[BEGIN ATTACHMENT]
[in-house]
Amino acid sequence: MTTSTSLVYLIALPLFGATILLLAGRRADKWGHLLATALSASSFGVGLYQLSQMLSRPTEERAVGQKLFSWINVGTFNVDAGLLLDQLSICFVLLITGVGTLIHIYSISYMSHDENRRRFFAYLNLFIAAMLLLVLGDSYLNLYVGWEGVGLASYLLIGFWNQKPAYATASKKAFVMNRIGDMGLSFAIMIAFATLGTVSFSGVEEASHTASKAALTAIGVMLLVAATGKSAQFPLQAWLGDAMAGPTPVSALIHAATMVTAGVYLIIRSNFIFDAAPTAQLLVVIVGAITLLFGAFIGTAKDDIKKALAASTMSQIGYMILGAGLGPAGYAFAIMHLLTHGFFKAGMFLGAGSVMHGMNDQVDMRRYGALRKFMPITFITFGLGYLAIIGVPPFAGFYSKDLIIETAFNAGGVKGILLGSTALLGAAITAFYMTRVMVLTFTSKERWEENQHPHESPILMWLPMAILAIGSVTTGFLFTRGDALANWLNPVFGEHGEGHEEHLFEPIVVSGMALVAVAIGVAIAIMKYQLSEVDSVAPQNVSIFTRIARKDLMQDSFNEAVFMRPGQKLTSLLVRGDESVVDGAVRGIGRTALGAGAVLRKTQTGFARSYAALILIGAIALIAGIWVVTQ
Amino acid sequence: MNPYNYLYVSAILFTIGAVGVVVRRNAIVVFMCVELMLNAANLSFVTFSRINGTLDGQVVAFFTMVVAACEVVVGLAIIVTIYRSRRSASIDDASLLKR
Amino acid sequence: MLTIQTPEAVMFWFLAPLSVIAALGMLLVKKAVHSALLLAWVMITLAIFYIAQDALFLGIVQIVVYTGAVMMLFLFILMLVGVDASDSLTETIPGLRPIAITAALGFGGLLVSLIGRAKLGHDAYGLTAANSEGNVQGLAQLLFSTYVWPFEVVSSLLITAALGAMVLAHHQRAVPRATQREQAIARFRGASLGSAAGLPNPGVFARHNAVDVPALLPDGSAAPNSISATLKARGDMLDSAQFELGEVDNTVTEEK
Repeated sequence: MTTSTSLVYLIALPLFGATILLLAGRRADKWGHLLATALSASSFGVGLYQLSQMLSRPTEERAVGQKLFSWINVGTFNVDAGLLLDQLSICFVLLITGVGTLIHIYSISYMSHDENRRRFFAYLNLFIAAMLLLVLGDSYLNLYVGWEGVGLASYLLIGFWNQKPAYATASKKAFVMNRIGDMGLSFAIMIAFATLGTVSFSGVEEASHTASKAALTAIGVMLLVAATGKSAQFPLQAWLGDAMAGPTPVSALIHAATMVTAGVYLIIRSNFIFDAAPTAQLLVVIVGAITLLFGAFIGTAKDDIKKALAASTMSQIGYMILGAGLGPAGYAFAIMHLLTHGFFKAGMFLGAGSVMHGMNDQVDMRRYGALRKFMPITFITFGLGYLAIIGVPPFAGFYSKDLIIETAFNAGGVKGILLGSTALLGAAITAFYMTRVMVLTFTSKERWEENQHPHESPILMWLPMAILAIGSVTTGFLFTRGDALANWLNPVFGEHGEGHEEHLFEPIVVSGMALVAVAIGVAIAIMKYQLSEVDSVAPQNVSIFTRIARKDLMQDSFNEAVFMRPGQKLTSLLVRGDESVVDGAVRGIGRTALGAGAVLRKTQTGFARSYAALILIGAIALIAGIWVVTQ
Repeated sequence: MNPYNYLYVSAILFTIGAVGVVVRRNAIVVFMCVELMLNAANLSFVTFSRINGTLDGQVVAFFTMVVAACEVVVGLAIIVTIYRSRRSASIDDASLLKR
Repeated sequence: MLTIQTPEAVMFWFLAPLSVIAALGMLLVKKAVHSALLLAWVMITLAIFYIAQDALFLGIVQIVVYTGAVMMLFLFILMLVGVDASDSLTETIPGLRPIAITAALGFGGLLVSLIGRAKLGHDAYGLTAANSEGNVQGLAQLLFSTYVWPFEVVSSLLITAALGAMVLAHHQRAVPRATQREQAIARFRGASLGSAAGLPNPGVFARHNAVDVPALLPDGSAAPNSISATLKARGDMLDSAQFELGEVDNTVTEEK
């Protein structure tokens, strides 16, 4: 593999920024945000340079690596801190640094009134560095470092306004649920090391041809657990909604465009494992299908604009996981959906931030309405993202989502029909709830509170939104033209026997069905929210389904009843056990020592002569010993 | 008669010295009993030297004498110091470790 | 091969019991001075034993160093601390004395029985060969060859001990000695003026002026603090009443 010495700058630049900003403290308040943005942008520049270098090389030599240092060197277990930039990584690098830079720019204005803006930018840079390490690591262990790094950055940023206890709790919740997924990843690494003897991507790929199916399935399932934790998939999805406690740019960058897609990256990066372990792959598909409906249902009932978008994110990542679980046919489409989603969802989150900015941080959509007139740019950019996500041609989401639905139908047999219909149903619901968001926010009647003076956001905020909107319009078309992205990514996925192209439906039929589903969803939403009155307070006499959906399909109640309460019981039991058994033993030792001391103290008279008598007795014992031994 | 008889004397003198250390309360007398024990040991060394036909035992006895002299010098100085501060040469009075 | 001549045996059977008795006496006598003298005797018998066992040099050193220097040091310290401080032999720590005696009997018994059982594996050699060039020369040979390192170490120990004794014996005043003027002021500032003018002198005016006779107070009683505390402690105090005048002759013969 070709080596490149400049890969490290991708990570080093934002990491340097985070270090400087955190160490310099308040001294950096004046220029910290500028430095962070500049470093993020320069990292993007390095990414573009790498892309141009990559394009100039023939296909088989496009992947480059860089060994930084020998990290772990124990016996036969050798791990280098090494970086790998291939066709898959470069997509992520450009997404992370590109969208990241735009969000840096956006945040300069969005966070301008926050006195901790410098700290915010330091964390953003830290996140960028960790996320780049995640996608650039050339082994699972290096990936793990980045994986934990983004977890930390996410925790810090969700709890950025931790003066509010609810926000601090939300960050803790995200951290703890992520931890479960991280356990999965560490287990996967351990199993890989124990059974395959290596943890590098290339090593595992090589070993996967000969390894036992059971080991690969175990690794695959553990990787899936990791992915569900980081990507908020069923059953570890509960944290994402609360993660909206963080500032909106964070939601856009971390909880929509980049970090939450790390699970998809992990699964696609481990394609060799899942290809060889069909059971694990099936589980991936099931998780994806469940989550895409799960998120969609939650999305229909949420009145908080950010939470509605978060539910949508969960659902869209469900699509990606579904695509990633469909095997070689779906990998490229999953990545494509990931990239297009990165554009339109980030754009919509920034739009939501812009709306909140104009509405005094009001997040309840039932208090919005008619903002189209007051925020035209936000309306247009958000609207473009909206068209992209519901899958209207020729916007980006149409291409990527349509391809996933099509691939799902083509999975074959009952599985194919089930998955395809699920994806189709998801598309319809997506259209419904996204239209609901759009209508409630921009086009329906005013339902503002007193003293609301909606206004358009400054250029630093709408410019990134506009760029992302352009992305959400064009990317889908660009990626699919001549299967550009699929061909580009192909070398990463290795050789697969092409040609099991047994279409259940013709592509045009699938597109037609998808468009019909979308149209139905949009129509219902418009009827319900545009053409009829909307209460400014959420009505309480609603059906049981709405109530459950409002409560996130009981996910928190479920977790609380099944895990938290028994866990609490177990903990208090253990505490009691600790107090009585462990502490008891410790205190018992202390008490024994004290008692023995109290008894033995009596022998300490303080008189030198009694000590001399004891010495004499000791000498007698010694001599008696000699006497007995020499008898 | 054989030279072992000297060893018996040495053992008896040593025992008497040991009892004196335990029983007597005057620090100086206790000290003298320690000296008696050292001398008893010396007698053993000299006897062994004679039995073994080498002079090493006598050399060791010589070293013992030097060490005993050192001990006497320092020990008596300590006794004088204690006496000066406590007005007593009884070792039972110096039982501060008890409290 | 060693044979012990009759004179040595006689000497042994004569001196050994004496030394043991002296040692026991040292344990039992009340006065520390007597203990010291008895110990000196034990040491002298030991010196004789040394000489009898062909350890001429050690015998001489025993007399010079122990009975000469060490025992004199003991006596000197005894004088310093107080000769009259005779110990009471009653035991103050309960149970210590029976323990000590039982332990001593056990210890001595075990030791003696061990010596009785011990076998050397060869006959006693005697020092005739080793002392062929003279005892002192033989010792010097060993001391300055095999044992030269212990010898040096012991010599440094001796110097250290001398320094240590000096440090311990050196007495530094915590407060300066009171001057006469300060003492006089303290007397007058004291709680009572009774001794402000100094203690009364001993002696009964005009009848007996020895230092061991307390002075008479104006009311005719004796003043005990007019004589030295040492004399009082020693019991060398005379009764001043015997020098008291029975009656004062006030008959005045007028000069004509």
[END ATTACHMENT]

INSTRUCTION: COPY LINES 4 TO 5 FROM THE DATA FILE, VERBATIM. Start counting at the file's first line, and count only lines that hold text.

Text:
Amino acid sequence: MLTIQTPEAVMFWFLAPLSVIAALGMLLVKKAVHSALLLAWVMITLAIFYIAQDALFLGIVQIVVYTGAVMMLFLFILMLVGVDASDSLTETIPGLRPIAITAALGFGGLLVSLIGRAKLGHDAYGLTAANSEGNVQGLAQLLFSTYVWPFEVVSSLLITAALGAMVLAHHQRAVPRATQREQAIARFRGASLGSAAGLPNPGVFARHNAVDVPALLPDGSAAPNSISATLKARGDMLDSAQFELGEVDNTVTEEK
Repeated sequence: MTTSTSLVYLIALPLFGATILLLAGRRADKWGHLLATALSASSFGVGLYQLSQMLSRPTEERAVGQKLFSWINVGTFNVDAGLLLDQLSICFVLLITGVGTLIHIYSISYMSHDENRRRFFAYLNLFIAAMLLLVLGDSYLNLYVGWEGVGLASYLLIGFWNQKPAYATASKKAFVMNRIGDMGLSFAIMIAFATLGTVSFSGVEEASHTASKAALTAIGVMLLVAATGKSAQFPLQAWLGDAMAGPTPVSALIHAATMVTAGVYLIIRSNFIFDAAPTAQLLVVIVGAITLLFGAFIGTAKDDIKKALAASTMSQIGYMILGAGLGPAGYAFAIMHLLTHGFFKAGMFLGAGSVMHGMNDQVDMRRYGALRKFMPITFITFGLGYLAIIGVPPFAGFYSKDLIIETAFNAGGVKGILLGSTALLGAAITAFYMTRVMVLTFTSKERWEENQHPHESPILMWLPMAILAIGSVTTGFLFTRGDALANWLNPVFGEHGEGHEEHLFEPIVVSGMALVAVAIGVAIAIMKYQLSEVDSVAPQNVSIFTRIARKDLMQDSFNEAVFMRPGQKLTSLLVRGDESVVDGAVRGIGRTALGAGAVLRKTQTGFARSYAALILIGAIALIAGIWVVTQ